U-Boats in the Far East
German Interest in the Far East
German records indicate that discussions for a German U-boat base in Peninsula Malaya (modern day Malaysia) had begun as early as August 1942. The base was intended for the provision and support of U-boats operating in the Indian Ocean. The Germans did not have overseas bases and with few exceptions, were they able to use neutral ports. Setting up an Eastern base was no easy task and demanded considerable resources which could have been otherwise channeled for the Atlantic campaign. Why then was Germany interested in an Eastern base?
One of the reasons was due to necessity. Before the German invasion of Russia (Operation Barbarossa) commenced in June 1941, land and air transportation between Germany and Japan was possible. The two allies often seek to exchange knowledge and other raw materials. Germany needed rubber, metals such as copper and bismuth, and medicines such as quinine. On the reverse, Japan needed steel, mercury and optical glass. In addition, the two nations were interested in each other’s latest military hardware, including prototypes of the latest weapons and blueprints for research.
After the invasion of Russia, the only practical means of exchange was by sea. Initially, this was met by surface blockade-runners running to and from the Far East. But the British blitz in 1942 disrupted the flow of materials that by the end of 1942, it became clear that German supply lines were being threatened and the situation could not continue as it is. As a consequence, a proposal was put forth by Admiral Donitz on February 1943 to use submarines for transport purposes. In order to provision for U-boats traversing the Indian Ocean, an Eastern base was clearly required.
Another reason for German interest in an Eastern base seem to suggest that while the Atlantic campaign was going well for the Germans, U-boat operations gradually extended southwards, down the African coast and finally up to the Cape of Good Hope. In its quest for more fertile fields, it was only logical to further extend into the Indian Ocean, where it is believed that Allied ASW capabilities were not as sophisticated as those in the Atlantic. Finally, with the collapse of the Atlantic campaign in May 1943, U-boats needed to be on the offensive elsewhere and with that, U-boats were dispatched to their Far Eastern bases in mid 1943 to undertake offensive operations in the Indian Ocean. Planning however for these bases had already begun, as early as late 1942.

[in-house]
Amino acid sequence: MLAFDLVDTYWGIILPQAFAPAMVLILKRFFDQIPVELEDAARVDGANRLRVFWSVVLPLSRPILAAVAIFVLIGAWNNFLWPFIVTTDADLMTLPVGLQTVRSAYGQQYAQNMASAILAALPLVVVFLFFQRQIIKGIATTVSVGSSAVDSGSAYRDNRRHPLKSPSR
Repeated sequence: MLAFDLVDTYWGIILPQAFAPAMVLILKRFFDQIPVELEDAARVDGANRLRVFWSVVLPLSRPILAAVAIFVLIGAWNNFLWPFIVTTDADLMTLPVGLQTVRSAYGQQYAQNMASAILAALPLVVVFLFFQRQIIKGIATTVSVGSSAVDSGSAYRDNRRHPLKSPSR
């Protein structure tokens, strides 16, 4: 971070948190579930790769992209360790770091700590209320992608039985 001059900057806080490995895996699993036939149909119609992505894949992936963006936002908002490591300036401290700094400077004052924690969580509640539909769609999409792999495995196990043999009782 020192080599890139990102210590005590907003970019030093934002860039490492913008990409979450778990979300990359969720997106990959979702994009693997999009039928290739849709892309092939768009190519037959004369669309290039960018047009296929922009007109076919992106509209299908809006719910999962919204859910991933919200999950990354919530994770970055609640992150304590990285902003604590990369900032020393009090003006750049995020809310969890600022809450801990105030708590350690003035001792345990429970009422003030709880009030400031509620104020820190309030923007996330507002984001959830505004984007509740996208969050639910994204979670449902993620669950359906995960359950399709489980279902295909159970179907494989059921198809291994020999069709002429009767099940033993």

Finally, other indications suggest that the Japanese themselves had on several occasions requested for German U-boats to operate in the Indian Ocean. Donitz was unreceptive of the proposal and viewed it as an unnecessary diversion from the Atlantic campaign. But with the collapse of the Atlantic campaign in May of 1943, the approval was finally given.
The motivation for German interest in the Far East is likely due to a combination of factors – but one thing is absolutely clear. On February 20 1943, a strategic decision was made to send the first wave of submarines to the Far East. These were not German U-boats, but Italian transport submarines, codenamed Aquila and Merkator. Their mission was to ply to and from Asia, ferrying rubber and other scarce raw materials.
Barely a month later, on March 28 1943, U-178 departed from France and en route to the Indian Ocean, BdU sent a message that she was to sail to Malaya and set up a U-boat base there. After having replenished from a surface tanker in the Indian Ocean, the U-178 arrived in Penang at the Malayan Peninsula on August 1943. KK Wilhelm Dommes became the first commander of the German U-boat base in Asia.
Penang, situated on the west coast of Peninsula Malaya was under Japanese occupation and was selected as the main U-boat base. A second base was established at Kobe, Japan, and a small repair base was located at Singapore, Jakarta and Surabaya.
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